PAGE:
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Bloomberg: Exxon Mobil Profit Drops as Refining Margins Narrow (Update3)

By Joe Carroll

Nov. 1 (Bloomberg) — Exxon Mobil Corp., the world’s largest oil company, posted its biggest drop in quarterly profit in more than three years after equipment and power failures slowed gasoline output and refining margins narrowed.

Third-quarter net income fell to $9.41 billion, or $1.70 a share, from $10.5 billion, or $1.77, a year earlier, Irving, Texas-based Exxon Mobil said today in a statement. Per-share profit was 4 cents below the average of 16 analyst estimates compiled by Bloomberg, sending the company’s stock lower.

Retail gasoline prices in the U.S., the world’s biggest market for the fuel, fell almost 6 percent. At the same time, oil rose, squeezing the gap between crude costs and refined fuel prices. That margin, called a crack spread, and production disruptions outweighed gains from record oil prices.

“They had some disappointments in that crack spreads narrowed substantially,” said Douglas Ober, who manages the $1 billion Petroleum & Resources Corp. fund in Baltimore. “There was a modest decrease in demand as the driving season came to a close.” Exxon Mobil shares are Ober’s biggest holding.

Exxon Mobil shares fell $2.31, or 2.5 percent, to $89.68 at 9:34 a.m. in New York Stock Exchange composite trading. Before today, the stock had climbed 20 percent this year, less than the gains by smaller rivals Marathon Oil Corp., at 28 percent, and Chevron Corp., at 24 percent.

Revenue rose 2.8 percent to $102.3 billion.

Biggest Decline

The profit decline was the largest for Exxon Mobil since the first three months of 2004, when oil averaged about $35 a barrel, less than half its current price. Eight of 12 analysts surveyed by Bloomberg said Exxon Mobil’s four-year run of record annual earnings is over.

Exxon Mobil’s refineries processed 5.58 million barrels of oil a day during the quarter, down 3 percent from a year earlier, the company said. Lower fuel output from the company’s plants curbed sales of gasoline, diesel, jet fuel and other products by 2.8 percent.

Refining profit dropped 27 percent to $2 billion, led by a $358 million decline from U.S. plants.

Exxon Mobil is the latest international oil producer to report lower third-quarter earnings. Houston-based ConocoPhillips last week posted a 5.2 percent decline in net income, to $3.67 billion, on narrowing refining margins.

BP, Shell

London-based BP Plc, the world’s third-biggest refiner, said Oct. 23 that its profit dropped 29 percent to $4.41 billion. Royal Dutch Shell Plc, based in The Hague and second only to Exxon Mobil in size, reported a 16 percent gain in net income, to $6.92 billion.

Chevron Corp., the second-largest U.S. oil company, is scheduled to report its third-quarter results tomorrow.

Exxon Mobil has the highest return on capital among the world’s 10 largest oil companies by market value. It also has the second-lowest capital budget relative to sales in the group, behind only Brazil’s Petroleo Brasileiro SA.

Oil and natural-gas output from Exxon Mobil’s wells dropped 2.1 percent to the equivalent of 3.92 million barrels a day, led by a 14 percent decline in crude production in Africa, the company’s biggest source of oil. Lower output more than offset gains from higher crude prices, the company said.

Oil Profit Falls

Profit from oil and gas sales fell 3 percent to $6.3 billion. Chemicals earnings declined 11 percent to $1.2 billion as margins narrowed and sales by volume decreased.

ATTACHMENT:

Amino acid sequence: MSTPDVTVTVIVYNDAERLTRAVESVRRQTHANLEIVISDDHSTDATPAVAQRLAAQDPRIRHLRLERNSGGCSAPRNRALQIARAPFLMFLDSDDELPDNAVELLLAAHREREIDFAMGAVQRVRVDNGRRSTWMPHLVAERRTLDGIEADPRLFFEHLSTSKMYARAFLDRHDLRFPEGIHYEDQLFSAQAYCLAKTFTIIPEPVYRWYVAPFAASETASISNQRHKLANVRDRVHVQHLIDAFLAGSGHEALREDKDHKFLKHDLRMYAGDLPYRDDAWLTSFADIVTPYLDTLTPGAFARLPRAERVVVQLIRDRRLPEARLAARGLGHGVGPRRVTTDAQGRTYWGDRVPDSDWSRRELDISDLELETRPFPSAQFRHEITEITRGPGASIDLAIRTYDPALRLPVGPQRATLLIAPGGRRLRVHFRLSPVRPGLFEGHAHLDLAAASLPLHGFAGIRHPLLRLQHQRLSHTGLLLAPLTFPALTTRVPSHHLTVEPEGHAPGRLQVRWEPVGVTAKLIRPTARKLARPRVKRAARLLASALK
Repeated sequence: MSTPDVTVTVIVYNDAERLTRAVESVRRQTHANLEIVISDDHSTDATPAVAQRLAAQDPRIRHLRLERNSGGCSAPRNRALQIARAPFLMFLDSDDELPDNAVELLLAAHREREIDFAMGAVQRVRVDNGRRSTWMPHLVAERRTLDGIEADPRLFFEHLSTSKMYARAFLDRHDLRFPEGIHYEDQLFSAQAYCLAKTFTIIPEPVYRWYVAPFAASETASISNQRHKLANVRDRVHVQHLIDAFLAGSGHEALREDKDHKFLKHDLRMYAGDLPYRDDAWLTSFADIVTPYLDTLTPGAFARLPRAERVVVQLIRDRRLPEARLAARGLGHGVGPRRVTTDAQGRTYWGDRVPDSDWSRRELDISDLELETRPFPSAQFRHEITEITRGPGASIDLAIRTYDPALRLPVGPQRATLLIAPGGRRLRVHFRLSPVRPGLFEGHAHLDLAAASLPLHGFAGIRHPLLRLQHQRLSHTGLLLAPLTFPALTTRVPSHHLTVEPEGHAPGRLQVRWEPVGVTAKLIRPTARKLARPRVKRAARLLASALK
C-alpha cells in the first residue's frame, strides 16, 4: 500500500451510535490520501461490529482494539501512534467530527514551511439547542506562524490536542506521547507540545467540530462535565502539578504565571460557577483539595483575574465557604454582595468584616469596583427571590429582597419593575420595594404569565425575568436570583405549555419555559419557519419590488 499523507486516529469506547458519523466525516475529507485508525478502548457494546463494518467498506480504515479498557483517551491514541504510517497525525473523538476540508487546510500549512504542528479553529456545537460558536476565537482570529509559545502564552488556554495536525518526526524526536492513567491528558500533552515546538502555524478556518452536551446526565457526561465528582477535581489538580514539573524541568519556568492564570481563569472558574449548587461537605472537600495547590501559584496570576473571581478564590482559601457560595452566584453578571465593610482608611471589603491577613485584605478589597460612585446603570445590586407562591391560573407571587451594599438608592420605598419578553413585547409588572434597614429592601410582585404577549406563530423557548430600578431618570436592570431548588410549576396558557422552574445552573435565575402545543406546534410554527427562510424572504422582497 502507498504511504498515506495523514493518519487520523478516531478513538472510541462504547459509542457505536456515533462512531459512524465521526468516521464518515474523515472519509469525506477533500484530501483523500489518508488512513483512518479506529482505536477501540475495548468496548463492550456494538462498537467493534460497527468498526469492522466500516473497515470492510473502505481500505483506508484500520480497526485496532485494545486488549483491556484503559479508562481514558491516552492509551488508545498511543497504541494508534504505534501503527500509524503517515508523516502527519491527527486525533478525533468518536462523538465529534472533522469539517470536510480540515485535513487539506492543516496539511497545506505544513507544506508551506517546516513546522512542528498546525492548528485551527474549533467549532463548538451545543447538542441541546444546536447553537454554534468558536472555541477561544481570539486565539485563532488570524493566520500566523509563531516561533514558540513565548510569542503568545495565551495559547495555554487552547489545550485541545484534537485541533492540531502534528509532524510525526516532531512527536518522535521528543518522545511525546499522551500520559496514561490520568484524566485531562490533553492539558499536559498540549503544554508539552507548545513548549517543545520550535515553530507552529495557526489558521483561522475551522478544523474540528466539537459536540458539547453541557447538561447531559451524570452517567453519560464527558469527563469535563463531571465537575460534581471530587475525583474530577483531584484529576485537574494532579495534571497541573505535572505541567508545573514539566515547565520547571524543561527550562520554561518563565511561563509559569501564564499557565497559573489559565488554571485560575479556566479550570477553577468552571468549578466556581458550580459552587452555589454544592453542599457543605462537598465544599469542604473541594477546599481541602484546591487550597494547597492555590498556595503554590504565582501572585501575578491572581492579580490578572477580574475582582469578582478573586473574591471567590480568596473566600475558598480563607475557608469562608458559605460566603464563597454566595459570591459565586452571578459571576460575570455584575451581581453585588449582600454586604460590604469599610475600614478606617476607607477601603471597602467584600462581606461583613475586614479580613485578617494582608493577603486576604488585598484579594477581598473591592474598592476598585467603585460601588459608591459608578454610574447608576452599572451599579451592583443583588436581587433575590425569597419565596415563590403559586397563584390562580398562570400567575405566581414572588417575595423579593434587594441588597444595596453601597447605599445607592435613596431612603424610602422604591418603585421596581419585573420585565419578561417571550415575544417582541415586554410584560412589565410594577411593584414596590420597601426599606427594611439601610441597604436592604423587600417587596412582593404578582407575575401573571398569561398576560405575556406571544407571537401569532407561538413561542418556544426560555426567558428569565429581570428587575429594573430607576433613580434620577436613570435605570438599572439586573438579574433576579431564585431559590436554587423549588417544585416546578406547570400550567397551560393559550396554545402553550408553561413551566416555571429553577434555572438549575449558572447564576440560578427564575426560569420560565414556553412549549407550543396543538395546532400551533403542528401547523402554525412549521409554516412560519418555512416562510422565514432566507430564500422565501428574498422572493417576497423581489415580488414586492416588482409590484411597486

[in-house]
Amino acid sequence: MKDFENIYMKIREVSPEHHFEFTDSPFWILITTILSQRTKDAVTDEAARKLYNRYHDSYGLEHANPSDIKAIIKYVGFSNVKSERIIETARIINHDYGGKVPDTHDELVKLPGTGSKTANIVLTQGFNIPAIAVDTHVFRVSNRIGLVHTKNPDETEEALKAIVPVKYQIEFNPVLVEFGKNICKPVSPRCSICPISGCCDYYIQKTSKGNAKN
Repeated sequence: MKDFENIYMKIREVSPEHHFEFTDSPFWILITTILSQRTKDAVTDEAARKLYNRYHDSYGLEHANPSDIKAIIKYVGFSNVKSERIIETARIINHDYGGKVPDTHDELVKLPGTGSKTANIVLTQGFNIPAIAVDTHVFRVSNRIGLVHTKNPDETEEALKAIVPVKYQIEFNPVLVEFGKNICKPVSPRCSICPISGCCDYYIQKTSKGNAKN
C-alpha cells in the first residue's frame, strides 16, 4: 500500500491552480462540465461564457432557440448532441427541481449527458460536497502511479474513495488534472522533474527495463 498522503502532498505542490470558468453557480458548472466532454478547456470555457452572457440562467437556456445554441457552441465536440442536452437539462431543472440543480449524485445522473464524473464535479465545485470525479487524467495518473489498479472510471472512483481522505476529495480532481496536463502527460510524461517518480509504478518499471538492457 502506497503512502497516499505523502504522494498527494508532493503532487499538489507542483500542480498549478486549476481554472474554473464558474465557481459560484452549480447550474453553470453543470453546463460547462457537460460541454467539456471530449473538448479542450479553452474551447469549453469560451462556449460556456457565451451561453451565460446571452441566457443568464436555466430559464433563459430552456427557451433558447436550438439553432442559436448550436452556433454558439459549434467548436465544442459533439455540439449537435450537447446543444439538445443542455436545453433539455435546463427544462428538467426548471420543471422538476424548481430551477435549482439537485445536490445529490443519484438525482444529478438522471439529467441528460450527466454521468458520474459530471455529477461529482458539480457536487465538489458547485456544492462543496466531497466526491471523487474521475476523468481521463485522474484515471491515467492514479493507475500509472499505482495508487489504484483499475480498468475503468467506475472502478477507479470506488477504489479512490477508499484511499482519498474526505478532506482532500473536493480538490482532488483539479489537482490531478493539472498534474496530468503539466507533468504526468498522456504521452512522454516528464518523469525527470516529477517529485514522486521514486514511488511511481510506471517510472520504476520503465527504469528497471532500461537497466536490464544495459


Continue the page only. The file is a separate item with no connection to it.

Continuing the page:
Exxon Mobil’s sales last year exceeded the gross domestic products of such nations as Norway, Venezuela and South Africa. The company took in $39.5 million every 60 minutes during the second quarter.

Third-quarter gasoline demand in the U.S. rose 0.3 percent from a year earlier to an average of 9.53 million barrels a day. Imports of the fuel rose at almost seven times that rate, creating gluts in some regions, according to the U.S. Energy Department.

Gasoline accounts for 45 percent of the refined fuels burned in the U.S. every year, Energy Department figures showed.

Benchmark oil futures averaged $75.15 a barrel in New York during the quarter, a 6.4 percent increase from a year earlier. The futures last month climbed above $90 for the first time and today set a record at $96.24.

Natural Gas

The average price of natural gas, the most commonly used U.S. heating fuel, rose less than 1 percent to $6.24 per million British thermal units. Sales of oil and gas from Exxon Mobil wells account for more than half of the company’s net income.

The U.S. Supreme Court agreed on Oct. 29 to hear Exxon Mobil’s appeal of a $2.5 billion punitive damage award stemming from the Exxon Valdez oil spill in Alaska’s Prince William Sound 18 years ago.

The company, which traces its roots to the 1880s and John D. Rockefeller’s Standard Oil Trust, wants to avoid paying what would be a record for punitive damages. With oil trading around $93 a barrel this week, $2.5 billion represents about 10 days of output from Exxon Mobil’s wells.

Chief Executive Officer Rex Tillerson has expanded the search for new oil and gas deposits from the Arctic Ocean to New Zealand as part of his plan to spend more than $20 billion a year drilling new wells and building new chemicals plants.

The company plans to start production at 25 projects by the end of 2009 that will add the equivalent of 1 million barrels of daily oil production, Tillerson told analysts in March.

To contact the reporter on this story: Joe Carroll in Houston at [email protected]

Last Updated: November 1, 2007 09:35 EDT and its sister websites,,,,, and are all owned by John Donovan. There is also a Wikipedia article.

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